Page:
Terry has been my best friend and the love of my life pretty much since our first date on Jan. 24, 1974. A shared belief in the premise that if something is worth doing, it's worth doing well is the cornerstone of the foundation of our relationship.
      This, of course, means that anything that Terry commits to, he dedicates the time and effort required to make it a success.
      We have been happily married for almost 35 years and think that we have done well raising our two boys, of whom we are very proud.
       Terry is modest and not extremely comfortable being the centre of attention. However, there is no question that he has made the capital area a better place to live through his contribution to football.
        Those that know him, know that he is kind, hardworking, committed, loyal, knowledgeable and has a good sense of humour; he especially loves to tease. From time-to-time he does get grumpy but all the other endearing characteristics make the grumpiness easy to forgive.
        I am thankful to Terry for supporting my interests and endeavours over the years and truly consider him to be number one on my list of life's blessings.
Marion McIntyre
Terry McIntyre's wife
      My dad has always been available to me through my ups and downs., to lend an ear and offer advice whether I ask for it or not. I'm blessed to have , in a father and a role model, a loving man who embodies the human characteristics of hard work, self-sacrifice and community service that are so critical to my performance in my training as a physician.
      However, behind the busy, hardworking guy is a playful spirit that reminds me to never take anything too seriously and never to argue with a fool. As I continue to grow as a person and a member of the community, I try to do so following the lead of the light-hearted and benevolent man that is my father.
William F. McIntyre, B. Sc., MD
Terry McIntyre's son
       Terry is one of the most generous people that I know. His heart is huge. He is one of those people that you could ask for anything and he will do it for you. He does everything possible to make football available to anyone that wants to play.
Tanya Kitchen
McIntyre's friend and colleague through volunteering
        I have never met a man so generous of heart when it comes to making sure that every child has a chance to play a sport and be part of a team, regardless of skill and financial ability.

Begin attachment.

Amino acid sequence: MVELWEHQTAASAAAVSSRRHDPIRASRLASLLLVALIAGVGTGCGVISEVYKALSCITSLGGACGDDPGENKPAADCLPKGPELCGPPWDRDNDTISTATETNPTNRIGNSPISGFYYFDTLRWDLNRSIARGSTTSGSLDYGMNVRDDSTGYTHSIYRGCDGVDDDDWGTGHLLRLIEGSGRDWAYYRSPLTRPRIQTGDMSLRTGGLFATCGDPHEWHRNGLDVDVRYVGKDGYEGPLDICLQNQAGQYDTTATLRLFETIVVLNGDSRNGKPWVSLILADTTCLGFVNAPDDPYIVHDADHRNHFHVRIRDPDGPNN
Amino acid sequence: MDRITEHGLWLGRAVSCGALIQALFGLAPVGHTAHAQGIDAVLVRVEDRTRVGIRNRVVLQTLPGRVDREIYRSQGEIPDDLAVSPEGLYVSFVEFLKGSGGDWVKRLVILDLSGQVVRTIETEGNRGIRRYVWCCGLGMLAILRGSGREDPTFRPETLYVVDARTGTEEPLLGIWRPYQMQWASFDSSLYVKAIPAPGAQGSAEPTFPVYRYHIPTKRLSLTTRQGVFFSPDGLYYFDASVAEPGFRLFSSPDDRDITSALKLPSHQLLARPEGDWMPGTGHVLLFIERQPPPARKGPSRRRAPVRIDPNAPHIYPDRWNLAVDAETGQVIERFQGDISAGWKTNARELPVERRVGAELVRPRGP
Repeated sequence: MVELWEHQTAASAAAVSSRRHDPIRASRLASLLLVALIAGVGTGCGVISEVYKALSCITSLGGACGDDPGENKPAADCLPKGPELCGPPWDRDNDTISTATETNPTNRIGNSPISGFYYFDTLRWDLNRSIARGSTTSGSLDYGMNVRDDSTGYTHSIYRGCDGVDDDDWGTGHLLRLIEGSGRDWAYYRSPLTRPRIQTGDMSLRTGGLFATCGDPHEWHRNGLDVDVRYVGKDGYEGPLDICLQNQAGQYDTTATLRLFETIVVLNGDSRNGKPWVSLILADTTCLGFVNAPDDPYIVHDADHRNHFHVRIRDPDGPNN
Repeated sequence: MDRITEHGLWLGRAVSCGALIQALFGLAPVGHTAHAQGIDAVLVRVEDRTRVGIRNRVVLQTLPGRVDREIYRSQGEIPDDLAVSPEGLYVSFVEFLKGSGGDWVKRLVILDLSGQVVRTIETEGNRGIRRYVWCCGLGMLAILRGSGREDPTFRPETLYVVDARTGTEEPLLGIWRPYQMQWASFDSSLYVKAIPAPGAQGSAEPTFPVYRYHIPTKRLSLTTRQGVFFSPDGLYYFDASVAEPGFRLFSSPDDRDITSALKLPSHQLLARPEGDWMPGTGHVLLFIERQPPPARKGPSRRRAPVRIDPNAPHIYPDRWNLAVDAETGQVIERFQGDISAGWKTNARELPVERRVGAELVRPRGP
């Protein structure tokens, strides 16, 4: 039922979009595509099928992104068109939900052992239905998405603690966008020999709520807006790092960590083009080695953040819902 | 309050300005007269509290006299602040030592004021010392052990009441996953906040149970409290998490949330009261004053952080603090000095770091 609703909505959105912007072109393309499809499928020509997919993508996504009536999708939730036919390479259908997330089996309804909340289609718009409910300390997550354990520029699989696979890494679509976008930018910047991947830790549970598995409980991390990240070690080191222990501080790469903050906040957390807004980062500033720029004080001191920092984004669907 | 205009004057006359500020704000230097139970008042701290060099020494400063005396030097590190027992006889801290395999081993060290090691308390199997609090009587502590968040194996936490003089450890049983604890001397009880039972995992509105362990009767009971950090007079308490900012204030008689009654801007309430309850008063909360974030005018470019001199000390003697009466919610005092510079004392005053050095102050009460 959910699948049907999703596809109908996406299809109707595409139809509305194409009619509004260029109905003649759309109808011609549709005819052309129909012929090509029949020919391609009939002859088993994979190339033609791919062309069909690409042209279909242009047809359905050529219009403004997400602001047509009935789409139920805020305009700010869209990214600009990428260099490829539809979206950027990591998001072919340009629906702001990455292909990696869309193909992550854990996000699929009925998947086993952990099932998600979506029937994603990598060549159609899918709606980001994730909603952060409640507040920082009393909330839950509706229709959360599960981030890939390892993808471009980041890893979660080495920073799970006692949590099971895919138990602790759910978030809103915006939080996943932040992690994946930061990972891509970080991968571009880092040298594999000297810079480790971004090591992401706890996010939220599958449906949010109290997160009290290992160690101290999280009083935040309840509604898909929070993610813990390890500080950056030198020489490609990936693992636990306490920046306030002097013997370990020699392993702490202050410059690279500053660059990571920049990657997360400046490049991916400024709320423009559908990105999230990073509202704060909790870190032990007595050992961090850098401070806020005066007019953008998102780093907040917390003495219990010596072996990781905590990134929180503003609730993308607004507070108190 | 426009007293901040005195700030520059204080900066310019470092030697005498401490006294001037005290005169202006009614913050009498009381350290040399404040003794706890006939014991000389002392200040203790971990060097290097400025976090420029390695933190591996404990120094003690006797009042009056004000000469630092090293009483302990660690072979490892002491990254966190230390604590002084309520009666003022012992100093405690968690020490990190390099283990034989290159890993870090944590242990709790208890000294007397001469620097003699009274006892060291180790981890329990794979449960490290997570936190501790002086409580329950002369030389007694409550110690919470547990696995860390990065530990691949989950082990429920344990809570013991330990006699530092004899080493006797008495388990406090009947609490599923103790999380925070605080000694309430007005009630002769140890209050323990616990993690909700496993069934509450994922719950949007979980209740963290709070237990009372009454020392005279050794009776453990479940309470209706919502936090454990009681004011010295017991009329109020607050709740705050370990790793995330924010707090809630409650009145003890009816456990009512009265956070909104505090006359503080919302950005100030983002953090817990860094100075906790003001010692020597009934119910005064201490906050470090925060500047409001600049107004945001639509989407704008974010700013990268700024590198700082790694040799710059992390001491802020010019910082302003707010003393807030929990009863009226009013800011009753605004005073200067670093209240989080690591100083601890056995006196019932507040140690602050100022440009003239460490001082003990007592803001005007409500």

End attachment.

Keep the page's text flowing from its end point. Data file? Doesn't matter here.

He is an action-oriented person who believes that every problem has a solution and his energy, dedication and enthusiasm has attracted many like-minded people.
        He is never one to sit on the laurels of the standards of the previous season but he is always looking for ways to reach more potential players, find more playing time for committed players and make the upcoming season better. His boundless energy is infectious.
Michele Coleman
McIntyre's friend and neighbour
       When I think about Terry, two words immediately come to mind: football and obsession. At first consideration, most people might think of someone with a football obsession as one of those beer-swilling, body-painted fanatics who are mindlessly possessed by the game. That is decidedly not Terry. Let's begin with the obsession part. Terry is obsessed with the belief that character development, particularly self-esteem, is best developed through team sport.
      He is obsessed with the belief that every child deserves a chance to play regardless of family resources or raw talent. He is obsessed with the notion that there should  and could be a spot on any team for any kind of child. Terry dove into CAMFA and helped to build it into the organization it is today. I can say without a doubt that Terry is the most passionate volunteer I have seen. He tirelessly continues to contribute, whether it be through back room organization, coaching or refereeing. He is truly an amazing guy.
Dane Coleman
McIntyre's friend and neighbour